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AT the 19 tollbooths that once straddled Connecticut's highways and bridges, the most advanced technology was the coin basket, which moved significantly faster than the cashiers making change in other lanes. Still, drivers could count on hefty toll-plaza delays as cars lined up to pay during rush hour and on holidays.
Now, 14 years after the state closed its last tollbooth, 20 years after a fiery accident killed seven women and children waiting in one of those exact change lanes, there is talk of once again charging vehicles to use the state's highways. Some experts have said technology could eliminate the delays, the hassles, and the safety risks.
The Transportation Strategy Board, a group formed by the state to study transportation issues, has suggested studying the feasibility of reinstating tolls to pay for road improvements, such as a new Pearl Harbor Memorial Bridge over the Quinnipiac River in New Haven. The Conference of Municipalities, which represents many cities and towns, has proposed installing tolls at the state's borders to help close Connecticut's budget shortfall. To relieve traffic congestion, the Connecticut Fund for the Environment has recommended allowing solitary drivers to buy their way onto the high-occupancy vehicle lanes around Hartford and making the Merritt Parkway a tolled-alternative to the Connecticut Turnpike. State Representative Livvy Floren, a Republican of Stamford, has suggested charging $10 at the exits of the state's two casinos.
Gov. John Rowland has been cool to the proposals.
''Anything that would involve disrupting traffic flow would not be consistent with what we're trying to achieve,'' said Chris Cooper, the governor's spokesman.
Residents aren't thrilled with the idea of tolls, either.
Karen Maloney, a teacher in Fairfield, described Interstate 95 as ''a treacherous deathtrap,'' saying, ''I'm petrified to drive on it.'' She offered a common opinion among the customers one recent morning at P. Gordon Coffee Roasters, just off Exit 21 of the Connecticut Turnpike in Fairfield. ''Cars are driving faster,'' she said, ''and making them stop to pay a toll is asking for disaster.''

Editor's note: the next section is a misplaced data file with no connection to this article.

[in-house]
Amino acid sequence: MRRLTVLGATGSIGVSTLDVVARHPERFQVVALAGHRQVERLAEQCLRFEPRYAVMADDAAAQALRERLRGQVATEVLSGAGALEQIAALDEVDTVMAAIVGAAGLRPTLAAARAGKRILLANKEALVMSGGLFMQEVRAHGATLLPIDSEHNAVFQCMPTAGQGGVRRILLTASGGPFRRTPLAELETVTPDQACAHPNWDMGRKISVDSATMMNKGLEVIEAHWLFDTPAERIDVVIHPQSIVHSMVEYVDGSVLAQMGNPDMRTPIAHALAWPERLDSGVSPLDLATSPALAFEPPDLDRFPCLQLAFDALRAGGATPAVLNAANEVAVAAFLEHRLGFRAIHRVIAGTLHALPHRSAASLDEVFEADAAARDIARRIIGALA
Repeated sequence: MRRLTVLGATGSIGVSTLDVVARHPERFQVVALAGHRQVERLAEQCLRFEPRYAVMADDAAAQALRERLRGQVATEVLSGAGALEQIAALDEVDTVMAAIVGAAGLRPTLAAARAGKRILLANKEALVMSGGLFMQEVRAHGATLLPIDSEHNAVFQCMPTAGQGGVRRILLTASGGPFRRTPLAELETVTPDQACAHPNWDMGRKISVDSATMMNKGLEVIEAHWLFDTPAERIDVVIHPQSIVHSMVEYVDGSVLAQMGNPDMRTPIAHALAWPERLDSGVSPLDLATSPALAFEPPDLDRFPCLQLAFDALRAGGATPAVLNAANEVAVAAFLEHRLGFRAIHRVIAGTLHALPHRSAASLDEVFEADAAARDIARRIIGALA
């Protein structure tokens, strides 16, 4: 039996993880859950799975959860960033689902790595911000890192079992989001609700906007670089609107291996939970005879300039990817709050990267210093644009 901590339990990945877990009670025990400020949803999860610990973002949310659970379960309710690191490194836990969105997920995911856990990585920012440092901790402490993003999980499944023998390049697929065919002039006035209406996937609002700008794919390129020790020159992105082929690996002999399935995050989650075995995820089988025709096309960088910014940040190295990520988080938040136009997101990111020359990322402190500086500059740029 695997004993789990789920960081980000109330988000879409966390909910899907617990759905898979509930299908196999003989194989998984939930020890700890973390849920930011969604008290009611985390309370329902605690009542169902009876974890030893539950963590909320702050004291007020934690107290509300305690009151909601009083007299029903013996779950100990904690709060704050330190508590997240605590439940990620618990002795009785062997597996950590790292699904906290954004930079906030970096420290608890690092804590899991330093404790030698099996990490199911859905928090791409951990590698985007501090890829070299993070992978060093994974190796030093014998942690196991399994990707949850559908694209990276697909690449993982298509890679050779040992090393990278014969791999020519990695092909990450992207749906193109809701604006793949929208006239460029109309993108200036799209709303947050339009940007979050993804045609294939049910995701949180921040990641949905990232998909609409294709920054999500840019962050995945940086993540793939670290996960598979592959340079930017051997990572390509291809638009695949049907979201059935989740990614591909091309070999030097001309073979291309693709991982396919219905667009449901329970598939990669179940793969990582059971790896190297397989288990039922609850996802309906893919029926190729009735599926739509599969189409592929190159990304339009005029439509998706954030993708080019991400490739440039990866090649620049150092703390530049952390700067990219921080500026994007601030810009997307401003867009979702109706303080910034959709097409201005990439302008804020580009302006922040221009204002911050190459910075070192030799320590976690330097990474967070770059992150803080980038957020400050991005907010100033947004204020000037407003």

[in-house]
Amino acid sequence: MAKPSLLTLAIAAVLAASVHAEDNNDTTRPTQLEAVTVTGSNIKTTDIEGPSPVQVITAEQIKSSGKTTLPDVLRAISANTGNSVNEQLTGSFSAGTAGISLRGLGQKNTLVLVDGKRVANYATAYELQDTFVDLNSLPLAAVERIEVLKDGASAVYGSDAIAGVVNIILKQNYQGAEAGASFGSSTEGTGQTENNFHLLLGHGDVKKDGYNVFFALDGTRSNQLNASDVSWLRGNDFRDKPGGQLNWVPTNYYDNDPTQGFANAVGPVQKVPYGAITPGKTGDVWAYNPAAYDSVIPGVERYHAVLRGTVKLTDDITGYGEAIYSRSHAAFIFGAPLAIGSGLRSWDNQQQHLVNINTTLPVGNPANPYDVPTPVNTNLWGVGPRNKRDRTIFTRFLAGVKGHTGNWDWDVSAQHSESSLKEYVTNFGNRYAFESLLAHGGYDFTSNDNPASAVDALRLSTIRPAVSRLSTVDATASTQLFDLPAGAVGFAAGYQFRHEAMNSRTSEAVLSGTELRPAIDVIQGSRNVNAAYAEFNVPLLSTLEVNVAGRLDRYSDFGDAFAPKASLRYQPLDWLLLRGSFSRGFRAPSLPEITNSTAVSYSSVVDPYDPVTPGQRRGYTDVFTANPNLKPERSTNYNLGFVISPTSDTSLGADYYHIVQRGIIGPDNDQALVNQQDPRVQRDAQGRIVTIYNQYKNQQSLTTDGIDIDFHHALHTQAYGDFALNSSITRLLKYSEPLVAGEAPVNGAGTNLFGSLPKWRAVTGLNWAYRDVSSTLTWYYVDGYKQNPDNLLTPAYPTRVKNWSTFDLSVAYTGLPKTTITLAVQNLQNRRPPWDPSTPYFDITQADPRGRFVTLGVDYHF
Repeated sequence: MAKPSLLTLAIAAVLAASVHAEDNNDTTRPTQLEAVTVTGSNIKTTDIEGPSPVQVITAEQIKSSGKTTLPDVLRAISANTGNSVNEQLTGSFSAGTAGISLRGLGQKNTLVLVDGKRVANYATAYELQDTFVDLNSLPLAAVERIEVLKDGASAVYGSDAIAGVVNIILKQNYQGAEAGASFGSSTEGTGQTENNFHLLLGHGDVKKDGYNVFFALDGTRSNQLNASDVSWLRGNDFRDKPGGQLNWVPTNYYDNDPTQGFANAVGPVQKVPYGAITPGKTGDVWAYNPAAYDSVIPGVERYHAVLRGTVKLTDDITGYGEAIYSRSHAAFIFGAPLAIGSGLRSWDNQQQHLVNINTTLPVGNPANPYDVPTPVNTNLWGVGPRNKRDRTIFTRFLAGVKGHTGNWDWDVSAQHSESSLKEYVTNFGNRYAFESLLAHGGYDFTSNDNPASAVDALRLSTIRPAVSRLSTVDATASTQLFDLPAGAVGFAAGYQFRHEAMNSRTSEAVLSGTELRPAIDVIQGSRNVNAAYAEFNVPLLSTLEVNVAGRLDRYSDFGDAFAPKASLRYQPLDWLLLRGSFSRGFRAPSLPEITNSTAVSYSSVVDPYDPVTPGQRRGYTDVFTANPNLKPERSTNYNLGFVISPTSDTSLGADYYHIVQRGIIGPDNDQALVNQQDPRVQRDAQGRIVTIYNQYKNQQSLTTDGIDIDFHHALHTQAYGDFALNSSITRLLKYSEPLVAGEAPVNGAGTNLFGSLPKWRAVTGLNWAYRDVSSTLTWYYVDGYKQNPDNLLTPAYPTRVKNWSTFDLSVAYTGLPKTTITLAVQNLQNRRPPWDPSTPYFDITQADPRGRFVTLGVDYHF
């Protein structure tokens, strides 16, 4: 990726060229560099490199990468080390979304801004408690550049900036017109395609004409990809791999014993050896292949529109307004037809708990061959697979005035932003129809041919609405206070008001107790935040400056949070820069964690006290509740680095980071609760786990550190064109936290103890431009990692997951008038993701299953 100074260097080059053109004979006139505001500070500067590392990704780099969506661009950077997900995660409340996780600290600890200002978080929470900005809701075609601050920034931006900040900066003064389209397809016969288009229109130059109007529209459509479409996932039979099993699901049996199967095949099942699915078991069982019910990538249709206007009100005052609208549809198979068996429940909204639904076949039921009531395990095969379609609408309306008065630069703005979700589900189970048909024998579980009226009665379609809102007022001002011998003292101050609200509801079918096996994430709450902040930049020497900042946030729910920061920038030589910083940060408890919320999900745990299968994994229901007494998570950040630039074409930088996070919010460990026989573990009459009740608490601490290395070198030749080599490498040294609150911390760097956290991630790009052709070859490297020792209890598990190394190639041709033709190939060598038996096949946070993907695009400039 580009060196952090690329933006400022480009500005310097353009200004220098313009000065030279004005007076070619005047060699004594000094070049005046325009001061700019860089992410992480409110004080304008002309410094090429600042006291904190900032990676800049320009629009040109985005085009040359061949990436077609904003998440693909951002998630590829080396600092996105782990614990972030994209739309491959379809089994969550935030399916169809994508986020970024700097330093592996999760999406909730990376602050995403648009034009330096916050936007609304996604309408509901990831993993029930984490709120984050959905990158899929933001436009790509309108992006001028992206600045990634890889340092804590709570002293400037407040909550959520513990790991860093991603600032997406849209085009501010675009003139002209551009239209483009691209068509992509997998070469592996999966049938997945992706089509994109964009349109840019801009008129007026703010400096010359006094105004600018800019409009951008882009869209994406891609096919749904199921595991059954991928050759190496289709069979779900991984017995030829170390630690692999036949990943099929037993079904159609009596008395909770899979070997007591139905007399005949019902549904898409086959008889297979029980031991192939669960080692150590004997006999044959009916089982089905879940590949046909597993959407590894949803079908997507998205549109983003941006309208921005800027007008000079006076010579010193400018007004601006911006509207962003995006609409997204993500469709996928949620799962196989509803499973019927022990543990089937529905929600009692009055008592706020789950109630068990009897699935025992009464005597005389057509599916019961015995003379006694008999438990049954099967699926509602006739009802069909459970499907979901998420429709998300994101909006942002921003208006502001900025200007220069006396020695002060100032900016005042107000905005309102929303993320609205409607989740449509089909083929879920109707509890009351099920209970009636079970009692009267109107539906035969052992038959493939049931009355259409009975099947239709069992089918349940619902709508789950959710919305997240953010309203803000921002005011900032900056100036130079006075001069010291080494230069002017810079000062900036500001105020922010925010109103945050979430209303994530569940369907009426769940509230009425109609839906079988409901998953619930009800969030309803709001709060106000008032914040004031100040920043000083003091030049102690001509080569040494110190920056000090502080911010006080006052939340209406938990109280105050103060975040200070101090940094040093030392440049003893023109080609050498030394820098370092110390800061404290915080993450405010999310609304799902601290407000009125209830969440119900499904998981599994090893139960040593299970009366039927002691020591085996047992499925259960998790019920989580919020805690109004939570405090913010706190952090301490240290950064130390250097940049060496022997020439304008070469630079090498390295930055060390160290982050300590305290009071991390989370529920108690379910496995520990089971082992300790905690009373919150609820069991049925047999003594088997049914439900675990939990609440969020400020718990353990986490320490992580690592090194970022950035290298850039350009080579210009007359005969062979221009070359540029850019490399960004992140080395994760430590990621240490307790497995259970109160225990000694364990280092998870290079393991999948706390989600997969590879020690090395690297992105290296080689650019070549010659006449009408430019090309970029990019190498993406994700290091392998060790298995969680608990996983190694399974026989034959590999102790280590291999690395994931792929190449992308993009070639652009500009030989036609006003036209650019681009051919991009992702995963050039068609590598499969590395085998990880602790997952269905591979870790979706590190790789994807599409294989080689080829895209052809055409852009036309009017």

But toll technology has changed and actually having to stop to pay may eventually become quaint. The E-ZPass system used in New York and New Jersey is just the beginning and the companies working on new technology are designing a world where drivers not only don't have to slow down to pay, but don't even have to drive through a tollbooth.
''Whether it's the public or the legislature, people's perception of tolls is what they were when they were last here in Connecticut,'' said Ed Regan, senior vice president of Wilbur Smith Associates in New Haven, an international traffic engineering company that helps design toll systems.
Tolls are becoming electronic and the E-ZPass-type systems are the backbone of even newer technology being used around the world.
Under E-ZPass (called Fast Lane in Massachusetts), drivers who set up a prepaid account get a palm-sized device to mount on their windshield. It transmits a radio-frequency that identifies the proper account for a toll as a vehicle passes the toll station. Cameras and computers identify the vehicle type and automatically charge the corresponding toll to the account. Cameras also capture violators' license plates so the system can mail a ticket to the vehicle's owner.
An E-ZPass or Fast Lane transponder can be used to pay the tolls in nine eastern seaboard states, and eventually will be able to communicate with every tollbooth between Maine and Florida, said Terry O'Brien of the New York State Thruway Authority. Customers may soon be able to use their transponders to pay for a range of other things they buy while in the car, such as drive-through fast food (a pilot program is running at a McDonald's in Port Jefferson, N.Y.), rest-stop gasoline, and parking (JFK airport lots will begin accepting E-ZPass next year).